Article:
U.S. Prepares to Arm Italian Drones

December 2015

By Daryl G. Kimball

An MQ-9 Reaper drone taxis during a training mission at Creech Air Force Base in Nevada on November 17. (Photo credit: Isaac Brekken/Getty Images)The U.S. Defense Department announced last month that it had notified Congress on Nov. 3 of the approval of a possible $130 million sale to Italy of armaments for its U.S.-supplied MQ-9 Reaper drones, the first such approval since the adoption of a new, formal U.S. policy regarding transfers of unmanned aerial vehicles and associated weapons systems earlier this year. Congress has 30 days from the date of the notification to review and possibly block or modify the proposed transfer.

Previously, the United States had approved sales of armed drones only to the United Kingdom in 2007 and France in 2011. It has rejected requests for armed drones from other states, including Pakistan, Saudi Arabia, Turkey, and the United Arab Emirates.

According to a Nov. 4 press release from the Defense Security Cooperation Agency, Italy asked to buy 156 Hellfire II missiles, 30 laser-guided bombs, 30 joint direct-attack munitions, and 30 enhanced laser-guided bombs, as well as associated equipment and personnel training and logistics support. In its request, Italy said that arming its MQ-9 Reapers, which are produced by General Atomics Aeronautical Systems, will increase its “operational flexibility” and “the survivability of Italian deployed forces.”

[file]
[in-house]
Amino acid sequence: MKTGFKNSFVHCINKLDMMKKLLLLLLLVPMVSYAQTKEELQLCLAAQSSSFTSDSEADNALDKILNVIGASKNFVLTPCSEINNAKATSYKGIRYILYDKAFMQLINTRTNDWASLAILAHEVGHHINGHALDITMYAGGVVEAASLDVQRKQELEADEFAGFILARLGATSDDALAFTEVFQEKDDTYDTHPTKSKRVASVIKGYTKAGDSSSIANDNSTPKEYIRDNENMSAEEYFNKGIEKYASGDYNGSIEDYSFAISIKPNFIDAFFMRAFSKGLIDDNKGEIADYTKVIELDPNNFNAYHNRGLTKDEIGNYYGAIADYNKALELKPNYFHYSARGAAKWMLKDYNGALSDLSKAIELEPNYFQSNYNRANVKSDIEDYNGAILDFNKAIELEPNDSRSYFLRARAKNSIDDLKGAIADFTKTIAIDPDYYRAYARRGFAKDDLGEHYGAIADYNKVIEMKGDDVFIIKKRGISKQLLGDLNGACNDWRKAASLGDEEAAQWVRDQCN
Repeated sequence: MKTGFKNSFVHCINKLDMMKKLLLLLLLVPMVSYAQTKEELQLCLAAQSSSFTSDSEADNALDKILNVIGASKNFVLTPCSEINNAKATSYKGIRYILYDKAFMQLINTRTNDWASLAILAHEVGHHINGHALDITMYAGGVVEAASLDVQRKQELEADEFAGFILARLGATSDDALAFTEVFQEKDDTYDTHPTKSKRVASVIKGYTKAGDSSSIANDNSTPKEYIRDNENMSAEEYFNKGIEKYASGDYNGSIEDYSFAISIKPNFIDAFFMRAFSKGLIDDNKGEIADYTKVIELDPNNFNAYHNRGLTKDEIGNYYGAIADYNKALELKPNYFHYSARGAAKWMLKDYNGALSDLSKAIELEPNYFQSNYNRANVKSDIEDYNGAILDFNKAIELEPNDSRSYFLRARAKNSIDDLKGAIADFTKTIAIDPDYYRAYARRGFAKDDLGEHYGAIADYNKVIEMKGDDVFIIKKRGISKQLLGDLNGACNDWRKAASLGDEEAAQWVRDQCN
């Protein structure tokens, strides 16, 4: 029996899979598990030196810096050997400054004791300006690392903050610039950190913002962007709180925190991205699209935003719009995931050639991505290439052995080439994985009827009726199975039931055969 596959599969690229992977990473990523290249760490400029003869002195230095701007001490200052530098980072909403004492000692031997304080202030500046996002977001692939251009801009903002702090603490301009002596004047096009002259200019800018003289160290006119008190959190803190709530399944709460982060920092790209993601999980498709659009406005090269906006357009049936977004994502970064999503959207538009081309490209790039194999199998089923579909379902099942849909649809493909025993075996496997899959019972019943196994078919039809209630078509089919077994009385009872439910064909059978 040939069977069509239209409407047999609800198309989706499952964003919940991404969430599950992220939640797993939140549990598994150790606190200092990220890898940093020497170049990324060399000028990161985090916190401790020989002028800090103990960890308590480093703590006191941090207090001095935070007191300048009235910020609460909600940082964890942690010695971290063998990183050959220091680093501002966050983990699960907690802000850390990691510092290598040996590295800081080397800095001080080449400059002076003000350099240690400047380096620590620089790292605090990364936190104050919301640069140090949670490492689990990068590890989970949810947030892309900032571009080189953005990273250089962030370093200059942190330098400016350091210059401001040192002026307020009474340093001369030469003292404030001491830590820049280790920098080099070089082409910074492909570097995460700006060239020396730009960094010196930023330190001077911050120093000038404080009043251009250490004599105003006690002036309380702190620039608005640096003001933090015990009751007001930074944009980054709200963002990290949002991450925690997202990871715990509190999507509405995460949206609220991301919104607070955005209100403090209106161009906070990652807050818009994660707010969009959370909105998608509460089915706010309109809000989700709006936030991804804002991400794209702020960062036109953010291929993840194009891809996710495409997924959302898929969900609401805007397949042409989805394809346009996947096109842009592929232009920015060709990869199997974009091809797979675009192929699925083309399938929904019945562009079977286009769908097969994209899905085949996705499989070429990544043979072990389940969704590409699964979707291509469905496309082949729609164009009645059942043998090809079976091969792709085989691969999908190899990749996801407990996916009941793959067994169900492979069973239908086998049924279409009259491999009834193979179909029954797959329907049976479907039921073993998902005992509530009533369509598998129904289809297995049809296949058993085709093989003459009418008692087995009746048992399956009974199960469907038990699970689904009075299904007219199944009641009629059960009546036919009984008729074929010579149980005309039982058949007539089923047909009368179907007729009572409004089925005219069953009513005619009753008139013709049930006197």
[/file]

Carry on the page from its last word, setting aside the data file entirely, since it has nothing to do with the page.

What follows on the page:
As the U.S. government has expanded its use of armed drones against suspected Islamic militants in Afghanistan, Iraq, Pakistan, Somalia, Syria, and Yemen, other states have sought to acquire the same capabilities from the United States and elsewhere. U.S.-based drone manufacturers have lobbied the U.S. government to adopt a less restrictive approach to transfers of armed and unarmed drone systems.

In February, the State Department announced a revised policy for considering requests to export U.S.-origin drones, including the largest and deadliest types. (See ACT, April 2015.)

According to a Feb. 17 State Department summary of the policy, purchasers must agree the weapons will be used “in accordance with international law, including international humanitarian law and international human rights law” to help avoid civilian casualties and pledge that the weapons will be deployed “only when there is a lawful basis for use of force under international law, such as national self-defense.”